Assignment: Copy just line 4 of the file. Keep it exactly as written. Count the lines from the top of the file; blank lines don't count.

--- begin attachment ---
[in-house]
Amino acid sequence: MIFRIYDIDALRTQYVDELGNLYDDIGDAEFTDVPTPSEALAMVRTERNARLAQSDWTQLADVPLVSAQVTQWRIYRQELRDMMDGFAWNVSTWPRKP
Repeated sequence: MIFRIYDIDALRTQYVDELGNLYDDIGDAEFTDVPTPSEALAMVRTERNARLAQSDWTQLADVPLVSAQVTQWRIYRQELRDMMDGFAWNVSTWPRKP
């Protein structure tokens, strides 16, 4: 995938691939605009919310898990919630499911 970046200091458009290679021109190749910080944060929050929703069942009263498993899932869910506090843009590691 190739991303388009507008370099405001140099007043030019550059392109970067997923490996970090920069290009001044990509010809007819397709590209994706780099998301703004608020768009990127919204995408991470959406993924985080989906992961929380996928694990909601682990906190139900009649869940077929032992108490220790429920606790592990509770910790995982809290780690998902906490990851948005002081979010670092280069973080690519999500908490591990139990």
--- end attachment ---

């Protein structure tokens, strides 16, 4: 995938691939605009919310898990919630499911 970046200091458009290679021109190749910080944060929050929703069942009263498993899932869910506090843009590691 190739991303388009507008370099405001140099007043030019550059392109970067997923490996970090920069290009001044990509010809007819397709590209994706780099998301703004608020768009990127919204995408991470959406993924985080989906992961929380996928694990909601682990906190139900009649869940077929032992108490220790429920606790592990509770910790995982809290780690998902906490990851948005002081979010670092280069973080690519999500908490591990139990």